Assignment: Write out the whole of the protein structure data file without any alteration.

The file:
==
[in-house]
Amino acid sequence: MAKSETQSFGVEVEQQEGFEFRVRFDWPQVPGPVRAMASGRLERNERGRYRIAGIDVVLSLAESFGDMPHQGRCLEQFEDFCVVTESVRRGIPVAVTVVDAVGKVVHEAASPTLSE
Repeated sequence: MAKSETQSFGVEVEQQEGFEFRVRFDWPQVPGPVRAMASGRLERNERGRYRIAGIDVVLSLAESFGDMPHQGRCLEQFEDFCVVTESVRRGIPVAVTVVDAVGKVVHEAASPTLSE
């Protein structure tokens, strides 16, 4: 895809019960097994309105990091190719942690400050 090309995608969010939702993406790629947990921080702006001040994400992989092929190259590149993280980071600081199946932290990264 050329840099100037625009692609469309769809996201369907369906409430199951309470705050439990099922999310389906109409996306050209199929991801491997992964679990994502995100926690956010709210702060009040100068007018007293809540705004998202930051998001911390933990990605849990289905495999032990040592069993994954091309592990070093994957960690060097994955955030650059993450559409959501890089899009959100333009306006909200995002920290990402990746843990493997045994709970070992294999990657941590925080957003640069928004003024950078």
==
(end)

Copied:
[in-house]
Amino acid sequence: MAKSETQSFGVEVEQQEGFEFRVRFDWPQVPGPVRAMASGRLERNERGRYRIAGIDVVLSLAESFGDMPHQGRCLEQFEDFCVVTESVRRGIPVAVTVVDAVGKVVHEAASPTLSE
Repeated sequence: MAKSETQSFGVEVEQQEGFEFRVRFDWPQVPGPVRAMASGRLERNERGRYRIAGIDVVLSLAESFGDMPHQGRCLEQFEDFCVVTESVRRGIPVAVTVVDAVGKVVHEAASPTLSE
């Protein structure tokens, strides 16, 4: 895809019960097994309105990091190719942690400050 090309995608969010939702993406790629947990921080702006001040994400992989092929190259590149993280980071600081199946932290990264 050329840099100037625009692609469309769809996201369907369906409430199951309470705050439990099922999310389906109409996306050209199929991801491997992964679990994502995100926690956010709210702060009040100068007018007293809540705004998202930051998001911390933990990605849990289905495999032990040592069993994954091309592990070093994957960690060097994955955030650059993450559409959501890089899009959100333009306006909200995002920290990402990746843990493997045994709970070992294999990657941590925080957003640069928004003024950078």